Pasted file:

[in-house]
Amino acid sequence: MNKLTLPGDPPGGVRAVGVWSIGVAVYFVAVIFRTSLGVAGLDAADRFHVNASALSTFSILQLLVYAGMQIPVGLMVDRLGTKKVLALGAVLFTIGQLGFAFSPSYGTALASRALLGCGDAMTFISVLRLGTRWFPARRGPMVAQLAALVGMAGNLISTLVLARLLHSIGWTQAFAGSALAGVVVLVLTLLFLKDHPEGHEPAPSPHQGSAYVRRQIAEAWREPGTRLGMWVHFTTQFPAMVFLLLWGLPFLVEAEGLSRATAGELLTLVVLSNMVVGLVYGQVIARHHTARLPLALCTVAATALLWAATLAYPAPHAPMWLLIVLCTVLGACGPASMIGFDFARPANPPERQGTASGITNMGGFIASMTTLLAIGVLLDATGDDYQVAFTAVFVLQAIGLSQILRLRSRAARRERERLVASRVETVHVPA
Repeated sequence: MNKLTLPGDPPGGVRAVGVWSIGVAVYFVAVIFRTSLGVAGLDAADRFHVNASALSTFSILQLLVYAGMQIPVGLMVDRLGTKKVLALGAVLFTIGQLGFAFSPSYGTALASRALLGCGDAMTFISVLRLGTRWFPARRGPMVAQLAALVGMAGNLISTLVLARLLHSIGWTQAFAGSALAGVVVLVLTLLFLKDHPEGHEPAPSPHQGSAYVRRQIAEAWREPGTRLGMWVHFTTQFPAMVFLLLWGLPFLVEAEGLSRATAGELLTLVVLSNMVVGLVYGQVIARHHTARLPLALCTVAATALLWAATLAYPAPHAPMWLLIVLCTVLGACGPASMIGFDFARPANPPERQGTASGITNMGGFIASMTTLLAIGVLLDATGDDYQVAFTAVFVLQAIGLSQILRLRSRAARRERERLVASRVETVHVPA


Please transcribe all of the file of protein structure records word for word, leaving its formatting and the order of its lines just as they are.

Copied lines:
[in-house]
Amino acid sequence: MNKLTLPGDPPGGVRAVGVWSIGVAVYFVAVIFRTSLGVAGLDAADRFHVNASALSTFSILQLLVYAGMQIPVGLMVDRLGTKKVLALGAVLFTIGQLGFAFSPSYGTALASRALLGCGDAMTFISVLRLGTRWFPARRGPMVAQLAALVGMAGNLISTLVLARLLHSIGWTQAFAGSALAGVVVLVLTLLFLKDHPEGHEPAPSPHQGSAYVRRQIAEAWREPGTRLGMWVHFTTQFPAMVFLLLWGLPFLVEAEGLSRATAGELLTLVVLSNMVVGLVYGQVIARHHTARLPLALCTVAATALLWAATLAYPAPHAPMWLLIVLCTVLGACGPASMIGFDFARPANPPERQGTASGITNMGGFIASMTTLLAIGVLLDATGDDYQVAFTAVFVLQAIGLSQILRLRSRAARRERERLVASRVETVHVPA
Repeated sequence: MNKLTLPGDPPGGVRAVGVWSIGVAVYFVAVIFRTSLGVAGLDAADRFHVNASALSTFSILQLLVYAGMQIPVGLMVDRLGTKKVLALGAVLFTIGQLGFAFSPSYGTALASRALLGCGDAMTFISVLRLGTRWFPARRGPMVAQLAALVGMAGNLISTLVLARLLHSIGWTQAFAGSALAGVVVLVLTLLFLKDHPEGHEPAPSPHQGSAYVRRQIAEAWREPGTRLGMWVHFTTQFPAMVFLLLWGLPFLVEAEGLSRATAGELLTLVVLSNMVVGLVYGQVIARHHTARLPLALCTVAATALLWAATLAYPAPHAPMWLLIVLCTVLGACGPASMIGFDFARPANPPERQGTASGITNMGGFIASMTTLLAIGVLLDATGDDYQVAFTAVFVLQAIGLSQILRLRSRAARRERERLVASRVETVHVPA